Third International Conference on Human Resource Development for

Third International Conference on Human Resource Development for

Third International Conference on Human Resource Development for Nuclear Power Programmes, Gyeongju, Republic of Korea, from 28-31 May 2018 The Role of the Organizational Culture in The Knowledge Management for the Human Resource Development Assist. Prof. Magy Mohamed Kandil 1 CONTENTS Introduction Knowledge Management (KM) Nuclear Knowledge Management(NKM) Organizational Culture

Nuclear Organizational Culture The Human Resource Development Importance Of Knowledge Management for the Human Resource Development Characteristics of The KM Culture Conclusion 2 Introduction.1 Monitoring and continually improving human performance and has become one of the key challenges

in the development of human resources for a nuclear facility. Knowledge management is considered one of essential human resource to increase the human being ability of fulfil their responsibilities by growing the competence of their staff. Organizational Culture is a key factor that impacts the success of knowledge management, since it influences the way employees learn and share knowledge in the organization. 3 Knowledge Management (KM). 2 Knowledge Management is defined within the IAEA as an integrated, systematic approach to identifying, acquiring, transforming, developing, disseminating,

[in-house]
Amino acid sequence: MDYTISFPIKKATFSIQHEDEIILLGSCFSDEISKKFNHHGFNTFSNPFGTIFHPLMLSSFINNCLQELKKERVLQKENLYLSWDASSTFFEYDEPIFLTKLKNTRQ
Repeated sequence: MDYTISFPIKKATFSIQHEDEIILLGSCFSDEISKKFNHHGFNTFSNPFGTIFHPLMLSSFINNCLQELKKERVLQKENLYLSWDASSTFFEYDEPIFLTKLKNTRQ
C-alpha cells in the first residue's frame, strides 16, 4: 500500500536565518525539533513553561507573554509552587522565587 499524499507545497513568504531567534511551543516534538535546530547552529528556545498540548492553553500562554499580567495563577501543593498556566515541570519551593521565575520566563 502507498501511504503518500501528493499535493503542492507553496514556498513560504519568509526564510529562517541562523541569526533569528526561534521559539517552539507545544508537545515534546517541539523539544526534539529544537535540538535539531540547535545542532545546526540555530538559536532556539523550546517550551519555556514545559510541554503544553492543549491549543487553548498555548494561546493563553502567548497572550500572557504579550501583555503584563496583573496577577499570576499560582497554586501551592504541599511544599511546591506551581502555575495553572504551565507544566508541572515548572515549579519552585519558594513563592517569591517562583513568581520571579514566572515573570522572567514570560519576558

using, sharing, and preserving knowledge, relevant to achieving specified objectives. Knowledge management consists of three fundamental components: people, processes and technology. Knowledge management focuses on people and organizational culture to stimulate and nurture the sharing and use of knowledge; on processes or methods to find, create, capture and share knowledge; and on technology to store and make knowledge accessible and to allow people to work together without being together. People are the most important component, because

managing knowledge depends upon peoples willingness to share and reuse knowledge KM in Nuclear Organizations 4 Terminology of KM Knowledge management (KM) is the process of creating, sharing, using and managing the knowledge information